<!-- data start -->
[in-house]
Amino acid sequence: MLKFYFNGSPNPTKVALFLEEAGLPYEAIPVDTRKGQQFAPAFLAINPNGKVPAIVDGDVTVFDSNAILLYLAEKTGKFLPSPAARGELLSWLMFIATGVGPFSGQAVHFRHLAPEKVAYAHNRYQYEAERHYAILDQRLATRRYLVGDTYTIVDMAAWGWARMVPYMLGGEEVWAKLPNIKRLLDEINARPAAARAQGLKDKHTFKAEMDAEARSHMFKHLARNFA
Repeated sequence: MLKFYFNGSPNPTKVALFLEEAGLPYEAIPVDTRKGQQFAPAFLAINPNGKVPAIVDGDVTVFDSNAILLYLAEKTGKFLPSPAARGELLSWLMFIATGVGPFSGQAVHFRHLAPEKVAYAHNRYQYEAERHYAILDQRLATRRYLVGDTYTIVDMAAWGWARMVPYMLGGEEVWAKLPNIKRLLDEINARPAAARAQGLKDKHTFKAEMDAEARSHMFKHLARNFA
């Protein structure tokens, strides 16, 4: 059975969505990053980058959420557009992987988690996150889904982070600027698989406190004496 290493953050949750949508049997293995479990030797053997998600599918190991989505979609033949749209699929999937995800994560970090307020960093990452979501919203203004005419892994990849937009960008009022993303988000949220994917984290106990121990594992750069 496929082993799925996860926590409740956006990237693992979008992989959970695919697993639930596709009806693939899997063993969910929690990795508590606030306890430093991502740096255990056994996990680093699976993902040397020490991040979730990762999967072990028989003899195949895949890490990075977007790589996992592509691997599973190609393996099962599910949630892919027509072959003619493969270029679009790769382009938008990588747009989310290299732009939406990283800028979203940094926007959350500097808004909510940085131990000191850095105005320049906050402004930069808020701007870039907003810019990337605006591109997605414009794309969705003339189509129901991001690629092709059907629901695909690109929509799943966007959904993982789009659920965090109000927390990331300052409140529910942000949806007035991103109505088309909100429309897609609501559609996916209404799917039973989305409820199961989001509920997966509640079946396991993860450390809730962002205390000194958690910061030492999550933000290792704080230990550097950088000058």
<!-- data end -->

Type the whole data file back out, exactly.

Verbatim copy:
[in-house]
Amino acid sequence: MLKFYFNGSPNPTKVALFLEEAGLPYEAIPVDTRKGQQFAPAFLAINPNGKVPAIVDGDVTVFDSNAILLYLAEKTGKFLPSPAARGELLSWLMFIATGVGPFSGQAVHFRHLAPEKVAYAHNRYQYEAERHYAILDQRLATRRYLVGDTYTIVDMAAWGWARMVPYMLGGEEVWAKLPNIKRLLDEINARPAAARAQGLKDKHTFKAEMDAEARSHMFKHLARNFA
Repeated sequence: MLKFYFNGSPNPTKVALFLEEAGLPYEAIPVDTRKGQQFAPAFLAINPNGKVPAIVDGDVTVFDSNAILLYLAEKTGKFLPSPAARGELLSWLMFIATGVGPFSGQAVHFRHLAPEKVAYAHNRYQYEAERHYAILDQRLATRRYLVGDTYTIVDMAAWGWARMVPYMLGGEEVWAKLPNIKRLLDEINARPAAARAQGLKDKHTFKAEMDAEARSHMFKHLARNFA
């Protein structure tokens, strides 16, 4: 059975969505990053980058959420557009992987988690996150889904982070600027698989406190004496 290493953050949750949508049997293995479990030797053997998600599918190991989505979609033949749209699929999937995800994560970090307020960093990452979501919203203004005419892994990849937009960008009022993303988000949220994917984290106990121990594992750069 496929082993799925996860926590409740956006990237693992979008992989959970695919697993639930596709009806693939899997063993969910929690990795508590606030306890430093991502740096255990056994996990680093699976993902040397020490991040979730990762999967072990028989003899195949895949890490990075977007790589996992592509691997599973190609393996099962599910949630892919027509072959003619493969270029679009790769382009938008990588747009989310290299732009939406990283800028979203940094926007959350500097808004909510940085131990000191850095105005320049906050402004930069808020701007870039907003810019990337605006591109997605414009794309969705003339189509129901991001690629092709059907629901695909690109929509799943966007959904993982789009659920965090109000927390990331300052409140529910942000949806007035991103109505088309909100429309897609609501559609996916209404799917039973989305409820199961989001509920997966509640079946396991993860450390809730962002205390000194958690910061030492999550933000290792704080230990550097950088000058």